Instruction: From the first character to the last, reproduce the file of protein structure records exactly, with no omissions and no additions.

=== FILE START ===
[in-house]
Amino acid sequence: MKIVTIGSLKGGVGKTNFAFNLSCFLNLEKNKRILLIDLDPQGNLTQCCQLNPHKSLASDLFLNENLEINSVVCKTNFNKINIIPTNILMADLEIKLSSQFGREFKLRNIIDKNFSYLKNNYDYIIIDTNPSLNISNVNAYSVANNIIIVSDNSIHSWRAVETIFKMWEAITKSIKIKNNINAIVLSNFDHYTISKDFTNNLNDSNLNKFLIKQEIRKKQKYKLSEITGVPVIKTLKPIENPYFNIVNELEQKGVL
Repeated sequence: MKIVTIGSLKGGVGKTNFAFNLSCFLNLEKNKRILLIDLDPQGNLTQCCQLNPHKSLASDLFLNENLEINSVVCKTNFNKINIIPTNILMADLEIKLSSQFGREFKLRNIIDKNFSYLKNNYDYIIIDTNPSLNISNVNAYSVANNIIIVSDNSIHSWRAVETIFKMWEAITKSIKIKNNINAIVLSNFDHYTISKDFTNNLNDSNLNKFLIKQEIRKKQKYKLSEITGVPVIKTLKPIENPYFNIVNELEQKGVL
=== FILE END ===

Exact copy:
[in-house]
Amino acid sequence: MKIVTIGSLKGGVGKTNFAFNLSCFLNLEKNKRILLIDLDPQGNLTQCCQLNPHKSLASDLFLNENLEINSVVCKTNFNKINIIPTNILMADLEIKLSSQFGREFKLRNIIDKNFSYLKNNYDYIIIDTNPSLNISNVNAYSVANNIIIVSDNSIHSWRAVETIFKMWEAITKSIKIKNNINAIVLSNFDHYTISKDFTNNLNDSNLNKFLIKQEIRKKQKYKLSEITGVPVIKTLKPIENPYFNIVNELEQKGVL
Repeated sequence: MKIVTIGSLKGGVGKTNFAFNLSCFLNLEKNKRILLIDLDPQGNLTQCCQLNPHKSLASDLFLNENLEINSVVCKTNFNKINIIPTNILMADLEIKLSSQFGREFKLRNIIDKNFSYLKNNYDYIIIDTNPSLNISNVNAYSVANNIIIVSDNSIHSWRAVETIFKMWEAITKSIKIKNNINAIVLSNFDHYTISKDFTNNLNDSNLNKFLIKQEIRKKQKYKLSEITGVPVIKTLKPIENPYFNIVNELEQKGVL